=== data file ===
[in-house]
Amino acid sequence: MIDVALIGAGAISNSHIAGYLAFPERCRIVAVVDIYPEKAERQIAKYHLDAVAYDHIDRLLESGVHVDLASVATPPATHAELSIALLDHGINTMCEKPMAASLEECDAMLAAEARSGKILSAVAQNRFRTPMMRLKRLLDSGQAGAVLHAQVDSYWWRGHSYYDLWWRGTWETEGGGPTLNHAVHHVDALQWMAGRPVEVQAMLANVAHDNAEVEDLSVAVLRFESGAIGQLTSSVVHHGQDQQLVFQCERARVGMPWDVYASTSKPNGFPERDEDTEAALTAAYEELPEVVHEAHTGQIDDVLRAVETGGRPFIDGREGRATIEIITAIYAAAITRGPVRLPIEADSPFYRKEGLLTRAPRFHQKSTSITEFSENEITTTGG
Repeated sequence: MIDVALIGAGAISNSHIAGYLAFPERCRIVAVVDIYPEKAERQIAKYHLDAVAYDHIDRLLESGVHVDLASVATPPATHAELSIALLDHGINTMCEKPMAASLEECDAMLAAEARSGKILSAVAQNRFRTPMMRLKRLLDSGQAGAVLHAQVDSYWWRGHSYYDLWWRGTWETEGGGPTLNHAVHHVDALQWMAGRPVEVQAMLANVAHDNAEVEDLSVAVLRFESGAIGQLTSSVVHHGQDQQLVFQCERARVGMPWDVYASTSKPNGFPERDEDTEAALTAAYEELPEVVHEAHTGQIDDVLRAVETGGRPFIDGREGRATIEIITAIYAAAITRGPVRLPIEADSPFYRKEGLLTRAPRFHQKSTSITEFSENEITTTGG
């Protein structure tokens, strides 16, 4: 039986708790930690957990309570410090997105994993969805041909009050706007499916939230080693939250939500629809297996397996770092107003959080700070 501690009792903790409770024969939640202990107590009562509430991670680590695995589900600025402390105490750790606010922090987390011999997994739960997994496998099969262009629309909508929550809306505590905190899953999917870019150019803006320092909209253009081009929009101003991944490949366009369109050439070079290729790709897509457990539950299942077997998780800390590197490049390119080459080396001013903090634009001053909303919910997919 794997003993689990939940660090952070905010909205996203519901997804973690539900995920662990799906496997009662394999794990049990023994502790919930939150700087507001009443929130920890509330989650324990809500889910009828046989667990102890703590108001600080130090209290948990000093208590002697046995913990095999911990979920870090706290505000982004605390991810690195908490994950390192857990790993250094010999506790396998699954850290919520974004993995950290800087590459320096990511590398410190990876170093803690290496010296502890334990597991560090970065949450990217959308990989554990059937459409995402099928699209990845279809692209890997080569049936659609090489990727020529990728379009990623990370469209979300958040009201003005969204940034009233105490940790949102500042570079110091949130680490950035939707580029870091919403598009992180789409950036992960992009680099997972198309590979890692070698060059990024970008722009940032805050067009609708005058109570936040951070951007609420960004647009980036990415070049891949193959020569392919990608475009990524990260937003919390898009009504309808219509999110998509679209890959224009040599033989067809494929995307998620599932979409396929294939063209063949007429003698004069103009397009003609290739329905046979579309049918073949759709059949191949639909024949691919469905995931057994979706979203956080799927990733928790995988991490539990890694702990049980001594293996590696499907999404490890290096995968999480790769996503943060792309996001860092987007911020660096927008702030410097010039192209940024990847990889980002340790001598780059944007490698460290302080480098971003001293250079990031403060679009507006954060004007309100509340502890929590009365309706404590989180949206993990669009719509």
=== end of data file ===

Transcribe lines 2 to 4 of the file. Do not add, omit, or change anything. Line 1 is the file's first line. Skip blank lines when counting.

Amino acid sequence: MIDVALIGAGAISNSHIAGYLAFPERCRIVAVVDIYPEKAERQIAKYHLDAVAYDHIDRLLESGVHVDLASVATPPATHAELSIALLDHGINTMCEKPMAASLEECDAMLAAEARSGKILSAVAQNRFRTPMMRLKRLLDSGQAGAVLHAQVDSYWWRGHSYYDLWWRGTWETEGGGPTLNHAVHHVDALQWMAGRPVEVQAMLANVAHDNAEVEDLSVAVLRFESGAIGQLTSSVVHHGQDQQLVFQCERARVGMPWDVYASTSKPNGFPERDEDTEAALTAAYEELPEVVHEAHTGQIDDVLRAVETGGRPFIDGREGRATIEIITAIYAAAITRGPVRLPIEADSPFYRKEGLLTRAPRFHQKSTSITEFSENEITTTGG
Repeated sequence: MIDVALIGAGAISNSHIAGYLAFPERCRIVAVVDIYPEKAERQIAKYHLDAVAYDHIDRLLESGVHVDLASVATPPATHAELSIALLDHGINTMCEKPMAASLEECDAMLAAEARSGKILSAVAQNRFRTPMMRLKRLLDSGQAGAVLHAQVDSYWWRGHSYYDLWWRGTWETEGGGPTLNHAVHHVDALQWMAGRPVEVQAMLANVAHDNAEVEDLSVAVLRFESGAIGQLTSSVVHHGQDQQLVFQCERARVGMPWDVYASTSKPNGFPERDEDTEAALTAAYEELPEVVHEAHTGQIDDVLRAVETGGRPFIDGREGRATIEIITAIYAAAITRGPVRLPIEADSPFYRKEGLLTRAPRFHQKSTSITEFSENEITTTGG
């Protein structure tokens, strides 16, 4: 039986708790930690957990309570410090997105994993969805041909009050706007499916939230080693939250939500629809297996397996770092107003959080700070 501690009792903790409770024969939640202990107590009562509430991670680590695995589900600025402390105490750790606010922090987390011999997994739960997994496998099969262009629309909508929550809306505590905190899953999917870019150019803006320092909209253009081009929009101003991944490949366009369109050439070079290729790709897509457990539950299942077997998780800390590197490049390119080459080396001013903090634009001053909303919910997919 794997003993689990939940660090952070905010909205996203519901997804973690539900995920662990799906496997009662394999794990049990023994502790919930939150700087507001009443929130920890509330989650324990809500889910009828046989667990102890703590108001600080130090209290948990000093208590002697046995913990095999911990979920870090706290505000982004605390991810690195908490994950390192857990790993250094010999506790396998699954850290919520974004993995950290800087590459320096990511590398410190990876170093803690290496010296502890334990597991560090970065949450990217959308990989554990059937459409995402099928699209990845279809692209890997080569049936659609090489990727020529990728379009990623990370469209979300958040009201003005969204940034009233105490940790949102500042570079110091949130680490950035939707580029870091919403598009992180789409950036992960992009680099997972198309590979890692070698060059990024970008722009940032805050067009609708005058109570936040951070951007609420960004647009980036990415070049891949193959020569392919990608475009990524990260937003919390898009009504309808219509999110998509679209890959224009040599033989067809494929995307998620599932979409396929294939063209063949007429003698004069103009397009003609290739329905046979579309049918073949759709059949191949639909024949691919469905995931057994979706979203956080799927990733928790995988991490539990890694702990049980001594293996590696499907999404490890290096995968999480790769996503943060792309996001860092987007911020660096927008702030410097010039192209940024990847990889980002340790001598780059944007490698460290302080480098971003001293250079990031403060679009507006954060004007309100509340502890929590009365309706404590989180949206993990669009719509």